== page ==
Trinity EMS Official Brings Expertise to China Forum
LOWELL -- A member of the Trinity EMS leadership team found himself discussing American ambulance service in a somewhat unexpected place earlier this month: China.
Jon Kelley, director of communications and IT for Trinity EMS, was a guest speaker at the China Ambulance Forum, which brings together emergency care leaders across China -- as well as special guests from other countries -- every two years.
“I hope I highlighted some of the EMS (emergency medical services) system in America in a good light -- I think I did,” he said, reflecting on the experience.
Kelley, of Pepperell, has been with Trinity for 21 years. He started out as an EMT and dispatcher, and joined the management team about seven years ago.
The opportunity to go to China came via Trinity Fleet Director Drew Morrow, of Billerica, who serves on the national Commission on Accreditation of Ambulance Services Ground Vehicle Standards Committee. Morrow was approached by American Emergency Vehicles, the manufacturer of Trinity’s ambulances, Kelley said. AEV’s parent company, REV Group Inc., has a relationship with Ningbo Careful Special Cars of China, which organizes the forum, Kelley said.
Careful likes to bring in one or two special guests to provide perspectives from other countries at the forum, he said. This year, they welcomed Kelley as an American and an EMS official from Japan, he said.
Before agreeing to go, Kelley cleared the trip with his cardiologist. Following a heart attack many years ago, he said his family worries when he travels to the other side of the country for business, never mind halfway around the world.
On Oct. 9, Kelley took a 14-hour business-class flight from Boston to Shanghai, all expenses paid by Careful. His 62 hours on the ground in China were a whirlwind of activity.
On the first full day, he met with his interpreter to go over the final details of his presentation, and then attended the conference.
There were a number of topics Kelley discussed in his presentation, at the request of Careful, including:
n System status management and using data to direct ambulance staffing and deployment: Trinity looks at past call volume across seasons, time of day, location and other parameters to determine where and how many ambulances need to be available, Kelley said.
“Every emergency that we do service for, the system has a stopwatch running as soon as the call is taken through when the ambulance clears the hospital, so we know exactly how long a call takes,” he said.
The system determines the average amount of time worked on a given day across weeks, giving Trinity an idea of how many ambulances it needs to staff on that day and at what times, Kelley said. Trinity is contractually obligated to have a minimum of five ambulances in Lowell, two in Chelmsford and two in Dracut at any time, but will keep additional ambulances staffed in Lowell, based on past need, to be deployed as needed in any of the communities, he said.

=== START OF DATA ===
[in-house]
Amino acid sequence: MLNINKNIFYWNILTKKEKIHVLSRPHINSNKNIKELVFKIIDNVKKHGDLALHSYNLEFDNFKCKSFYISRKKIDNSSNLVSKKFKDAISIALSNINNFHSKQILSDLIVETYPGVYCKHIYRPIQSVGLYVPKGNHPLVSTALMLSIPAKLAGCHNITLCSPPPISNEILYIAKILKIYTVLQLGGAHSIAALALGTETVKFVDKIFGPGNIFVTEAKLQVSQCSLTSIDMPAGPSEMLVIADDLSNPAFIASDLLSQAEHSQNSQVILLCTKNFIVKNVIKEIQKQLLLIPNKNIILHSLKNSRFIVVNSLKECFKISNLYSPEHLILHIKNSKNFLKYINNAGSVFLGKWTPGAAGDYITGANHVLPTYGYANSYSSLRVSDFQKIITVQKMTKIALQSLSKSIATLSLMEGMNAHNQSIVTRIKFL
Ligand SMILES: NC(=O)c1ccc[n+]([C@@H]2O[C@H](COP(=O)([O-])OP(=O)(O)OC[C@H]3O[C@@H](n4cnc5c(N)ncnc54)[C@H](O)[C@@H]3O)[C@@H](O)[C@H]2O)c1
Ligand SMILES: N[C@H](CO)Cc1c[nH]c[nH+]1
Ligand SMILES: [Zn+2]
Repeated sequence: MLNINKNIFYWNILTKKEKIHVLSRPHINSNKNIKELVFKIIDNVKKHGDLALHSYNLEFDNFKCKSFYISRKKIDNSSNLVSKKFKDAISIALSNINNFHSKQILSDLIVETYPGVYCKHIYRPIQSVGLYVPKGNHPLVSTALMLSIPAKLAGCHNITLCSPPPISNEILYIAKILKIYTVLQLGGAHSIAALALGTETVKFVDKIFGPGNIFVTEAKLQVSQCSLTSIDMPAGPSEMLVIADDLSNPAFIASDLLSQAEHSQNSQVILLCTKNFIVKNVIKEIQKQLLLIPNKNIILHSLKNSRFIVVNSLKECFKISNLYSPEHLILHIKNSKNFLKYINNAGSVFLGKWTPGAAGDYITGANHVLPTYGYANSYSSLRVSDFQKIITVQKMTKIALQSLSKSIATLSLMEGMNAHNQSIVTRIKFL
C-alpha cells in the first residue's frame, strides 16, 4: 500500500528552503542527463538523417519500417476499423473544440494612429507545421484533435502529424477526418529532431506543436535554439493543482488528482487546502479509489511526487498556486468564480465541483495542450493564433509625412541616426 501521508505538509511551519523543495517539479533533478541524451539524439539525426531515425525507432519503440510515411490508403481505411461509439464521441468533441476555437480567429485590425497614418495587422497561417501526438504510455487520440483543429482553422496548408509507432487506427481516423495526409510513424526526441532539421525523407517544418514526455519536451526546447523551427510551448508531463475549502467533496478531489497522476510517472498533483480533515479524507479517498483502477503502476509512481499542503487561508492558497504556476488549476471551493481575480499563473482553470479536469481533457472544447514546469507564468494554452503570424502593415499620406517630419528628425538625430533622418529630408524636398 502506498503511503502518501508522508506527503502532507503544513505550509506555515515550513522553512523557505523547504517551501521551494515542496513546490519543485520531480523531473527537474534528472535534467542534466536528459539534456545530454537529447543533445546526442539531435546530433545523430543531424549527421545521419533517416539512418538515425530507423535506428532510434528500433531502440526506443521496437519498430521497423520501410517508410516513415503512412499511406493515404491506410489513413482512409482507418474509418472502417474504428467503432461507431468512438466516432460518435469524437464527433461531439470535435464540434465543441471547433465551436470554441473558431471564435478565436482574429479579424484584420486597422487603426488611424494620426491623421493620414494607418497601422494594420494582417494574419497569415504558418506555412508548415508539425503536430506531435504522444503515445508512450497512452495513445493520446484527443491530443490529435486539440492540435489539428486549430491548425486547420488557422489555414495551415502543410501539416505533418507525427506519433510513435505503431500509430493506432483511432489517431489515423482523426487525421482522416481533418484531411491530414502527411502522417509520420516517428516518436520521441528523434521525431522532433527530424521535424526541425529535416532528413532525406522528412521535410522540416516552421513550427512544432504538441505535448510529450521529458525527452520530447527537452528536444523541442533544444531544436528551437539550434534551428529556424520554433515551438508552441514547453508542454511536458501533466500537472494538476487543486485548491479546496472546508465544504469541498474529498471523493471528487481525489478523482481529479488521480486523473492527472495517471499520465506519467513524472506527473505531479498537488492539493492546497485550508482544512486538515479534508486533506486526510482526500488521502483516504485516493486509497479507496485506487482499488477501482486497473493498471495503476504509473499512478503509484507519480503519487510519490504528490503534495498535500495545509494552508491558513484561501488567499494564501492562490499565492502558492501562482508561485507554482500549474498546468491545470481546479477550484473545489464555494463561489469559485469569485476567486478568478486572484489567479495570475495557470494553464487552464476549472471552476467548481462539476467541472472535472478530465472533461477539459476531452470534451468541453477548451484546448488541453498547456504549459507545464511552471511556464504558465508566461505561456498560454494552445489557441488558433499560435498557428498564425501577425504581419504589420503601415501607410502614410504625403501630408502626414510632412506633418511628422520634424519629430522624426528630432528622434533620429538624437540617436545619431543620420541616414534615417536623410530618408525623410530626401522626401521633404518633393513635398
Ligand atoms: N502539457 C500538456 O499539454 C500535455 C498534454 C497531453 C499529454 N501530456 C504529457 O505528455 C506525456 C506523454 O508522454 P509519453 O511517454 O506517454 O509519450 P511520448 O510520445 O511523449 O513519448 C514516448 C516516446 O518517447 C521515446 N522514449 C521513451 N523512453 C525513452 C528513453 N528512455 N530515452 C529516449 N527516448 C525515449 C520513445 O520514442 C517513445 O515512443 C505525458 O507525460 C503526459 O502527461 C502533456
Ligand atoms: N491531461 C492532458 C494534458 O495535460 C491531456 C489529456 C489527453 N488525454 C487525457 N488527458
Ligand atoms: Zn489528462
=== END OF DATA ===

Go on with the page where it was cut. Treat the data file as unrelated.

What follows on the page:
Do you tend to see ambulances stationed by the 7-Eleven at Chelmsford and Westford streets or by Top Donut on Aiken Street near VFW Highway? That’s not a coincidence -- Trinity tries to position ambulances in top call volume areas for quicker responses, Kelley said.
n How the U.S. handles mass casualty incidents and deploys multiple ambulances to large-scale emergencies: Kelley spoke about mutual aid agreements with neighboring communities and the role of Massachusetts’ Central Medical Emergency Direction Center and regional fire districts.
He gave the example of how communities in the local district worked together to send additional ambulances and fire trucks to respond to the recent gas explosions in Lawrence, Andover and North Andover.
Kelley said the interpreter assisted him in answering follow-up questions, and helped to give him a very basic understanding of the topics presented by the other speakers in Chinese. He said he was fascinated to learn that ambulances in the Ningbo area are staffed with a driver, doctor and nurse, unlike in the U.S., where ambulances most often have EMTs and paramedics.
Kelley didn’t encounter a single American outside of the airport, but did find one piece of home in the vendor room at the conference: cardiac monitors manufactured by Chelmsford-based Zoll Medical Corp., same as the ones Trinity uses in its ambulances.
The following day, a driver and the interpreter escorted Kelley around the area for sightseeing and cultural experiences.
He got to see Hangzhou’s West Lake, a UNESCO World Heritage Site, which he called “staggeringly beautiful.” He saw Shanghai by day and by night, and was treated to meals in highly rated restaurants.
For a “pizza and chicken nugget guy,” it was interesting to try pigeon, “which actually tasted much like chicken,” Kelley said.
He said he found the scale of everything in China to be “overwhelming,” from the 20-plus-story apartment buildings that were everywhere to the shopping mall so large it had to contain, at his estimate, about 100,000 people.
“I stayed in the city of Ningbo, which has 3.5 million to 4 million people, and I’d never heard of it,” Kelley said.
Kelley hopes the trip won’t be a one-time occasion, and that it can help to open a continuing EMS dialogue between the two countries.
“If I can be the opening act of that, if you will, that would be pretty cool,” he said.
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